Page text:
It’s Not Rocket Science

Posted by on Mar 25, 2014

How does a little girl who always dreamed of being an astronaut end up as a civil engineer? For someone who loves math, problem-solving and innovative thinking, it was a natural transition!

I attended Auburn University and received a Bachelor’s of Aerospace Engineering. I thought it would be the closest thing to take me into space, something I’d dreamed of since dressing up for career day in elementary school in a custom-made, aluminum foil spacesuit designed by my mother. I was completely fascinated by the solar system and anything involving space flight. So aerospace engineering seemed like an obvious choice at the time.

I was excited to study what people often think of as “rocket science.” The association is somewhat accurate. As with all engineering disciplines, there are different facets to aerospace engineering. The design and development of rockets and other space vehicles is just one type of aerospace work, referred to as astronautics. Aerospace engineering also includes aircraft, helicopters, missiles and weapons, etc., which is referred to as aeronautics.

I loved my time in school. In particular, I enjoyed applying some of the aerodynamics principles that we were studying in a lab setting.  For several classes we used a wind tunnel to simulate flight conditions for airplanes and other objects, which was very interesting to me.  I also had the privilege of taking a Space Flight Design course under Colonel Jim Voss, an astronaut and veteran of five spaceflights. It was really neat to study under someone who had actual experience in space.

Eventually I started focusing on what I wanted to do when I finished school. As much as I was intrigued by the aerospace field, I could not picture myself working in the industry when I got out of school. After many conversations with teachers, advisors and other mentors, I decided to stick with my major since I’d been working so hard on it. I knew that I wanted to work in engineering. I just had to figure out exactly which branch would be best for me.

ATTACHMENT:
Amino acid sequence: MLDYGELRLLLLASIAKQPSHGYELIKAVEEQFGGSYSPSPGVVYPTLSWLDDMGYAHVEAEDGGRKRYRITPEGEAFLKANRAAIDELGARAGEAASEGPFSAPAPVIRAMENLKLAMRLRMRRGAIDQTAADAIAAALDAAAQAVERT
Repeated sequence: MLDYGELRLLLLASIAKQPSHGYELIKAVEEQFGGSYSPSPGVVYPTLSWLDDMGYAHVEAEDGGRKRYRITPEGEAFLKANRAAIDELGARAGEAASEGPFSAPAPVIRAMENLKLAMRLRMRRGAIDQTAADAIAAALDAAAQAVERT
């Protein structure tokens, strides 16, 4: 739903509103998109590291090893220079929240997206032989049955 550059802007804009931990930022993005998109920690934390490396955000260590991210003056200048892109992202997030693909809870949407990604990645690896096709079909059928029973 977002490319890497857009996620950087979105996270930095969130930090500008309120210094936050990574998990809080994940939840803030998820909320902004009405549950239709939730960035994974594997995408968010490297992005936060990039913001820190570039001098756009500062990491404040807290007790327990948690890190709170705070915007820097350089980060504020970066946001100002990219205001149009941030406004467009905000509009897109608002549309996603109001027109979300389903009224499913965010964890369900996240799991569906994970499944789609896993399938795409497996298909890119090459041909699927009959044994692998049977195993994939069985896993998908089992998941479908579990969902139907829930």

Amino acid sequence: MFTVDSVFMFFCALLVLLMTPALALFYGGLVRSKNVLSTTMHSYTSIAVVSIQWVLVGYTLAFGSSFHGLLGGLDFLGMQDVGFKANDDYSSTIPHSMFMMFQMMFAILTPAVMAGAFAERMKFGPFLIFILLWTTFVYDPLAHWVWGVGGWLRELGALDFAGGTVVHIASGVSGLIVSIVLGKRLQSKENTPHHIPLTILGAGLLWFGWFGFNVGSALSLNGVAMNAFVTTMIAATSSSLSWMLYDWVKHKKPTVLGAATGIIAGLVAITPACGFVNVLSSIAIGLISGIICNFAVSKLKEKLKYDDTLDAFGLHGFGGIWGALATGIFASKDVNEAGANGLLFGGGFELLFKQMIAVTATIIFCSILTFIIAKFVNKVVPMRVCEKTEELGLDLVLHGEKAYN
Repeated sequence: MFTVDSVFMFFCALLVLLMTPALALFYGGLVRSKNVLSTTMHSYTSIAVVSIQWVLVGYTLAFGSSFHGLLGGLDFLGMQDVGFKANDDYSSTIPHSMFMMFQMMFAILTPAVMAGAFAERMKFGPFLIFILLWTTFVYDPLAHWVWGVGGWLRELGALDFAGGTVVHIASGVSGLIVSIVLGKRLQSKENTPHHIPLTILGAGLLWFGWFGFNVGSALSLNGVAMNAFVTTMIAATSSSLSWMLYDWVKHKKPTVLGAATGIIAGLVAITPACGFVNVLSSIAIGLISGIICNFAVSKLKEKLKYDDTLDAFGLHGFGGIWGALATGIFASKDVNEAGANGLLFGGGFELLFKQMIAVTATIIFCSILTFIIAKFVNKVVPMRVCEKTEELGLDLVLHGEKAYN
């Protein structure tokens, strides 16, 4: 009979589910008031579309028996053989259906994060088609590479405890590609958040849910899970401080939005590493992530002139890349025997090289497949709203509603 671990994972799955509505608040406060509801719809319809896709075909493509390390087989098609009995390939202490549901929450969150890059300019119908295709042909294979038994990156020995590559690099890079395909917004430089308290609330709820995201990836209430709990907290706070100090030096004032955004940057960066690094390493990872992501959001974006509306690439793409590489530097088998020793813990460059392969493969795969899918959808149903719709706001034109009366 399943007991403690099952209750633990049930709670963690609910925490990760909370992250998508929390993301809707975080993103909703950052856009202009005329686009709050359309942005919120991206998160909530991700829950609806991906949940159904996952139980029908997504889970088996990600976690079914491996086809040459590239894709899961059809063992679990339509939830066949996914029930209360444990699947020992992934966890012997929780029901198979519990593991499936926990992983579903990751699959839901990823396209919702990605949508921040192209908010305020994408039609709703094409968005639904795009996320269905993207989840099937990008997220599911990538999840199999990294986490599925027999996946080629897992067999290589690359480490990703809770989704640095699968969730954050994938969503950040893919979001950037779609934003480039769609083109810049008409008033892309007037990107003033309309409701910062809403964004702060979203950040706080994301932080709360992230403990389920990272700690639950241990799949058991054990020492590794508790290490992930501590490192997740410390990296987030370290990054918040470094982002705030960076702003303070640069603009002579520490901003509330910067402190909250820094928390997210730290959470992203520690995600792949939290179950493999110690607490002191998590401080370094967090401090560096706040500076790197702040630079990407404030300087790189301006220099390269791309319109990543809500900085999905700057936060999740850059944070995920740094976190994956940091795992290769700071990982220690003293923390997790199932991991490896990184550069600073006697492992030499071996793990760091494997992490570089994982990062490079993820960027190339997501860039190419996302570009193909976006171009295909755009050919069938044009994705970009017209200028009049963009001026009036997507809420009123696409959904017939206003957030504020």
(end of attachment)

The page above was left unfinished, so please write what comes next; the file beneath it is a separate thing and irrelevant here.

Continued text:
After graduation, I began the process of submitting resumes and sent one to a company in Atlanta, URS Corporation. I like to say they took a chance on me and I took a chance on them, not really knowing what lied ahead!  I began working as a designer in site engineering at that time.

I learned so much my first year and loved it! I eventually moved to Birmingham, began working at Sain Associates, and obtained my Professional Engineering license. It might sound a little strange for someone with an aerospace engineering degree, but many of the core engineering principles are the same across the board, and a solid foundation in those principles is important for any engineering field. Both branches require strong oral and written communication skills, which I use every single day. Innovative thinking and problem-solving skills are also critical components of each engineering branch and critical to my job on a daily basis.

After a few years in the site engineering department at Sain, I transitioned to traffic engineering where I feel that I have found my niche. While it took a good bit of time, I love to think about the path that led me here and helped to make me the person I am today. I absolutely love having a job that I am truly passionate about, and I just have to laugh every time someone makes a joke about how “it’s not rocket science!”

Sain Associates, Inc., is headquartered in Birmingham, Alabama, with offices in Pulaski, Tennessee and Mandeville, Louisiana. Sain is a site engineering, traffic/transportation engineering and planning and land surveying firm with experience in more than thirty states.

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